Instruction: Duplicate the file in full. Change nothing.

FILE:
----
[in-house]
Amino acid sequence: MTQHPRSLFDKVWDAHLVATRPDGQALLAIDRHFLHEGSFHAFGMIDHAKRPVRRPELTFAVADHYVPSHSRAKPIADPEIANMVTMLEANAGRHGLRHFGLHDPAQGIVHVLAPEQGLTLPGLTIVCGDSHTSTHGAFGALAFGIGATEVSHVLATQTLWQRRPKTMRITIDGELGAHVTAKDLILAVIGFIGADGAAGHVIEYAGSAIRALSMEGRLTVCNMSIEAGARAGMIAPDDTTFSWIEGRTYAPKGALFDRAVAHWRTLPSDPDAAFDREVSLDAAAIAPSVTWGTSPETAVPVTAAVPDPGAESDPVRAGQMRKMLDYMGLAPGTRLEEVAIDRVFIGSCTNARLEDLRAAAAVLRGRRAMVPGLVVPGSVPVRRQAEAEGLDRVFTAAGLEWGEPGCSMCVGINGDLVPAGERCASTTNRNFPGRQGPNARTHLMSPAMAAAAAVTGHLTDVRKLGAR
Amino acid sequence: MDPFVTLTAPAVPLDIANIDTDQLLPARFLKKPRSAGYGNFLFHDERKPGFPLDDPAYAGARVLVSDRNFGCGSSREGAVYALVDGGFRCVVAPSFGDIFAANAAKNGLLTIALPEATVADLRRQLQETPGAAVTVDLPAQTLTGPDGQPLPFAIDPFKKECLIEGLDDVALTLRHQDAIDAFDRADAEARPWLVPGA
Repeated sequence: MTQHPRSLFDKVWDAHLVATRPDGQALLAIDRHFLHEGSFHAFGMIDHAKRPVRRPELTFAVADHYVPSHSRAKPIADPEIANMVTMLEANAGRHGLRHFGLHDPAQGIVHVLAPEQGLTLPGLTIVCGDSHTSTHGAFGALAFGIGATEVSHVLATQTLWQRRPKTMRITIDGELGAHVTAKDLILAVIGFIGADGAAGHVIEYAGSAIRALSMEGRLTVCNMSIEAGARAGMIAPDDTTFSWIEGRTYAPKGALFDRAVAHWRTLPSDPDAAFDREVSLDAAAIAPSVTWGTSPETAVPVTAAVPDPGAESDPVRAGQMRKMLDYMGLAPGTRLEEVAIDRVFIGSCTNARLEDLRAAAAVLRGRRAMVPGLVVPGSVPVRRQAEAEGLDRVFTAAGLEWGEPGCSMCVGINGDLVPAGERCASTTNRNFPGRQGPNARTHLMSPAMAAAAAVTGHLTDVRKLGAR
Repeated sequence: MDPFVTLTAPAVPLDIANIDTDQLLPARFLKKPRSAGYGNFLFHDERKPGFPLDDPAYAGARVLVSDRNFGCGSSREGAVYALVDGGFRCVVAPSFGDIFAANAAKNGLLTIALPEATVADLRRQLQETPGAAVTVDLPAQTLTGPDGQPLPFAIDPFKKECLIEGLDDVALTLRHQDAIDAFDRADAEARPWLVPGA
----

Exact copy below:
[in-house]
Amino acid sequence: MTQHPRSLFDKVWDAHLVATRPDGQALLAIDRHFLHEGSFHAFGMIDHAKRPVRRPELTFAVADHYVPSHSRAKPIADPEIANMVTMLEANAGRHGLRHFGLHDPAQGIVHVLAPEQGLTLPGLTIVCGDSHTSTHGAFGALAFGIGATEVSHVLATQTLWQRRPKTMRITIDGELGAHVTAKDLILAVIGFIGADGAAGHVIEYAGSAIRALSMEGRLTVCNMSIEAGARAGMIAPDDTTFSWIEGRTYAPKGALFDRAVAHWRTLPSDPDAAFDREVSLDAAAIAPSVTWGTSPETAVPVTAAVPDPGAESDPVRAGQMRKMLDYMGLAPGTRLEEVAIDRVFIGSCTNARLEDLRAAAAVLRGRRAMVPGLVVPGSVPVRRQAEAEGLDRVFTAAGLEWGEPGCSMCVGINGDLVPAGERCASTTNRNFPGRQGPNARTHLMSPAMAAAAAVTGHLTDVRKLGAR
Amino acid sequence: MDPFVTLTAPAVPLDIANIDTDQLLPARFLKKPRSAGYGNFLFHDERKPGFPLDDPAYAGARVLVSDRNFGCGSSREGAVYALVDGGFRCVVAPSFGDIFAANAAKNGLLTIALPEATVADLRRQLQETPGAAVTVDLPAQTLTGPDGQPLPFAIDPFKKECLIEGLDDVALTLRHQDAIDAFDRADAEARPWLVPGA
Repeated sequence: MTQHPRSLFDKVWDAHLVATRPDGQALLAIDRHFLHEGSFHAFGMIDHAKRPVRRPELTFAVADHYVPSHSRAKPIADPEIANMVTMLEANAGRHGLRHFGLHDPAQGIVHVLAPEQGLTLPGLTIVCGDSHTSTHGAFGALAFGIGATEVSHVLATQTLWQRRPKTMRITIDGELGAHVTAKDLILAVIGFIGADGAAGHVIEYAGSAIRALSMEGRLTVCNMSIEAGARAGMIAPDDTTFSWIEGRTYAPKGALFDRAVAHWRTLPSDPDAAFDREVSLDAAAIAPSVTWGTSPETAVPVTAAVPDPGAESDPVRAGQMRKMLDYMGLAPGTRLEEVAIDRVFIGSCTNARLEDLRAAAAVLRGRRAMVPGLVVPGSVPVRRQAEAEGLDRVFTAAGLEWGEPGCSMCVGINGDLVPAGERCASTTNRNFPGRQGPNARTHLMSPAMAAAAAVTGHLTDVRKLGAR
Repeated sequence: MDPFVTLTAPAVPLDIANIDTDQLLPARFLKKPRSAGYGNFLFHDERKPGFPLDDPAYAGARVLVSDRNFGCGSSREGAVYALVDGGFRCVVAPSFGDIFAANAAKNGLLTIALPEATVADLRRQLQETPGAAVTVDLPAQTLTGPDGQPLPFAIDPFKKECLIEGLDDVALTLRHQDAIDAFDRADAEARPWLVPGA